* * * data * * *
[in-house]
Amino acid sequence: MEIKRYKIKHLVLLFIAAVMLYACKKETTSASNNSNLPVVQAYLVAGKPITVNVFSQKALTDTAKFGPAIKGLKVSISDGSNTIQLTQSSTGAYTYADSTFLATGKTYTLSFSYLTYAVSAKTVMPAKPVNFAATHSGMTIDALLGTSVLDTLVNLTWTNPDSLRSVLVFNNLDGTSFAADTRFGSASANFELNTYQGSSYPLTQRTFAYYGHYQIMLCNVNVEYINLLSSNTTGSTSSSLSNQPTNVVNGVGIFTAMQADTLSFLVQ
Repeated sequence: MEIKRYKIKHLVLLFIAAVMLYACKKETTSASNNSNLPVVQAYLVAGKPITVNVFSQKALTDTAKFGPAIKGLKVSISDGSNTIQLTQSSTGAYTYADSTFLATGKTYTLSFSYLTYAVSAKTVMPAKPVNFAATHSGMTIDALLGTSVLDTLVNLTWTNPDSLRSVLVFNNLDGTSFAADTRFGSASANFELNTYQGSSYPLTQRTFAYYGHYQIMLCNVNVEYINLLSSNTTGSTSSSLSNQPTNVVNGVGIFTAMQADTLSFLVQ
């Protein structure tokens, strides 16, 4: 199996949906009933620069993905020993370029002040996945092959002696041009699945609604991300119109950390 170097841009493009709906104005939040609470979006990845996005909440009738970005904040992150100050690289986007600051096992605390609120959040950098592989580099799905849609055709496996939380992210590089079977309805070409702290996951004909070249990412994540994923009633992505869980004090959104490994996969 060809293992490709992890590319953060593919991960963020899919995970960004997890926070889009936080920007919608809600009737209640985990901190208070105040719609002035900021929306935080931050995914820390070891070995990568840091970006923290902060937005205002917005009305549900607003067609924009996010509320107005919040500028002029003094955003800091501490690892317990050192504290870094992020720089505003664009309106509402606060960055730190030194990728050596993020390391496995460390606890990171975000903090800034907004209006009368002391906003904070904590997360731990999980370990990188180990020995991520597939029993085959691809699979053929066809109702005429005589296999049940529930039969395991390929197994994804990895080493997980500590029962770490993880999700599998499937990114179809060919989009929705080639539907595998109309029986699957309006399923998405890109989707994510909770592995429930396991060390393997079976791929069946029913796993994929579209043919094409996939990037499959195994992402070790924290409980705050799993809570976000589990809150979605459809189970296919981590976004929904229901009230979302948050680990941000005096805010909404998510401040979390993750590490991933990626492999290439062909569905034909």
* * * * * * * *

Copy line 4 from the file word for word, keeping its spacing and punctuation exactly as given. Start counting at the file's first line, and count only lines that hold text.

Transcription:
């Protein structure tokens, strides 16, 4: 199996949906009933620069993905020993370029002040996945092959002696041009699945609604991300119109950390 170097841009493009709906104005939040609470979006990845996005909440009738970005904040992150100050690289986007600051096992605390609120959040950098592989580099799905849609055709496996939380992210590089079977309805070409702290996951004909070249990412994540994923009633992505869980004090959104490994996969 060809293992490709992890590319953060593919991960963020899919995970960004997890926070889009936080920007919608809600009737209640985990901190208070105040719609002035900021929306935080931050995914820390070891070995990568840091970006923290902060937005205002917005009305549900607003067609924009996010509320107005919040500028002029003094955003800091501490690892317990050192504290870094992020720089505003664009309106509402606060960055730190030194990728050596993020390391496995460390606890990171975000903090800034907004209006009368002391906003904070904590997360731990999980370990990188180990020995991520597939029993085959691809699979053929066809109702005429005589296999049940529930039969395991390929197994994804990895080493997980500590029962770490993880999700599998499937990114179809060919989009929705080639539907595998109309029986699957309006399923998405890109989707994510909770592995429930396991060390393997079976791929069946029913796993994929579209043919094409996939990037499959195994992402070790924290409980705050799993809570976000589990809150979605459809189970296919981590976004929904229901009230979302948050680990941000005096805010909404998510401040979390993750590490991933990626492999290439062909569905034909």